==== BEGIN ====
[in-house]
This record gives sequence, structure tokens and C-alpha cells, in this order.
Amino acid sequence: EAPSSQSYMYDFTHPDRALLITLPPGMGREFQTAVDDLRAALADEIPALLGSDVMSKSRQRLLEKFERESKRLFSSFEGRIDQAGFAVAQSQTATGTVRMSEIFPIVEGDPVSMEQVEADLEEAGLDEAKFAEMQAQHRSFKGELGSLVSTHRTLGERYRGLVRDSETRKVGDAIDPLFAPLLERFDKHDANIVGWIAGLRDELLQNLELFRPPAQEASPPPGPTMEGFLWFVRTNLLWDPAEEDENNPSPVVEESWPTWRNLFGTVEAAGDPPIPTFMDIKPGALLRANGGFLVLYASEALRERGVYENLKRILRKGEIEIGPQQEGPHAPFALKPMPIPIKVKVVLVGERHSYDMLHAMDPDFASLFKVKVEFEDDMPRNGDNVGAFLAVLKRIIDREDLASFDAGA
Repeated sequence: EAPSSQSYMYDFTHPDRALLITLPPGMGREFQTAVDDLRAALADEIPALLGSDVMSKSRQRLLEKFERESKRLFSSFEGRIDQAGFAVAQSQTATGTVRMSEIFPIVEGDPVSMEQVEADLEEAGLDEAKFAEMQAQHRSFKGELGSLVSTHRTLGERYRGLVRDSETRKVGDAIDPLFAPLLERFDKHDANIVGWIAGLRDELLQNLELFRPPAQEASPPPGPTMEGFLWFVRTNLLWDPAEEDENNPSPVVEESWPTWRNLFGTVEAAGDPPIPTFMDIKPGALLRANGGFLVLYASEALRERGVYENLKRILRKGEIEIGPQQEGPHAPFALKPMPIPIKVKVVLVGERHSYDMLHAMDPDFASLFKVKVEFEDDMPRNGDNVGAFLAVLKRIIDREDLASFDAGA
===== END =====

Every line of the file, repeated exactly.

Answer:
[in-house]
This record gives sequence, structure tokens and C-alpha cells, in this order.
Amino acid sequence: EAPSSQSYMYDFTHPDRALLITLPPGMGREFQTAVDDLRAALADEIPALLGSDVMSKSRQRLLEKFERESKRLFSSFEGRIDQAGFAVAQSQTATGTVRMSEIFPIVEGDPVSMEQVEADLEEAGLDEAKFAEMQAQHRSFKGELGSLVSTHRTLGERYRGLVRDSETRKVGDAIDPLFAPLLERFDKHDANIVGWIAGLRDELLQNLELFRPPAQEASPPPGPTMEGFLWFVRTNLLWDPAEEDENNPSPVVEESWPTWRNLFGTVEAAGDPPIPTFMDIKPGALLRANGGFLVLYASEALRERGVYENLKRILRKGEIEIGPQQEGPHAPFALKPMPIPIKVKVVLVGERHSYDMLHAMDPDFASLFKVKVEFEDDMPRNGDNVGAFLAVLKRIIDREDLASFDAGA
Repeated sequence: EAPSSQSYMYDFTHPDRALLITLPPGMGREFQTAVDDLRAALADEIPALLGSDVMSKSRQRLLEKFERESKRLFSSFEGRIDQAGFAVAQSQTATGTVRMSEIFPIVEGDPVSMEQVEADLEEAGLDEAKFAEMQAQHRSFKGELGSLVSTHRTLGERYRGLVRDSETRKVGDAIDPLFAPLLERFDKHDANIVGWIAGLRDELLQNLELFRPPAQEASPPPGPTMEGFLWFVRTNLLWDPAEEDENNPSPVVEESWPTWRNLFGTVEAAGDPPIPTFMDIKPGALLRANGGFLVLYASEALRERGVYENLKRILRKGEIEIGPQQEGPHAPFALKPMPIPIKVKVVLVGERHSYDMLHAMDPDFASLFKVKVEFEDDMPRNGDNVGAFLAVLKRIIDREDLASFDAGA